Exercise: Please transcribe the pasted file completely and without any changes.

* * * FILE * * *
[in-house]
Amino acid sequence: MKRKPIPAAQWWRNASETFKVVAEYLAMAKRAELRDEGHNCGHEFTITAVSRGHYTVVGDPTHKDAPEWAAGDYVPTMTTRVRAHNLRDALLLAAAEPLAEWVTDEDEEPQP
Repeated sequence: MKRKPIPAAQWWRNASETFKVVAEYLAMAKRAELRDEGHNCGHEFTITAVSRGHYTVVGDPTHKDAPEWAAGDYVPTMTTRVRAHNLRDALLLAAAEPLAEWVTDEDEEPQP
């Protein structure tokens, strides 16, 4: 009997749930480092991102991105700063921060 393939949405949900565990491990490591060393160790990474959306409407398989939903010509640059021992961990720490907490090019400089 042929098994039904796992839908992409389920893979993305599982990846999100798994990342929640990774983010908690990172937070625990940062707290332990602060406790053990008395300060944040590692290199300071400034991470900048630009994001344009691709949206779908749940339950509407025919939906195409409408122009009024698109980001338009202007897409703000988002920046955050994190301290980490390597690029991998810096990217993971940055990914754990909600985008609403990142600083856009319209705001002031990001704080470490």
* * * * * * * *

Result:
[in-house]
Amino acid sequence: MKRKPIPAAQWWRNASETFKVVAEYLAMAKRAELRDEGHNCGHEFTITAVSRGHYTVVGDPTHKDAPEWAAGDYVPTMTTRVRAHNLRDALLLAAAEPLAEWVTDEDEEPQP
Repeated sequence: MKRKPIPAAQWWRNASETFKVVAEYLAMAKRAELRDEGHNCGHEFTITAVSRGHYTVVGDPTHKDAPEWAAGDYVPTMTTRVRAHNLRDALLLAAAEPLAEWVTDEDEEPQP
């Protein structure tokens, strides 16, 4: 009997749930480092991102991105700063921060 393939949405949900565990491990490591060393160790990474959306409407398989939903010509640059021992961990720490907490090019400089 042929098994039904796992839908992409389920893979993305599982990846999100798994990342929640990774983010908690990172937070625990940062707290332990602060406790053990008395300060944040590692290199300071400034991470900048630009994001344009691709949206779908749940339950509407025919939906195409409408122009009024698109980001338009202007897409703000988002920046955050994190301290980490390597690029991998810096990217993971940055990914754990909600985008609403990142600083856009319209705001002031990001704080470490």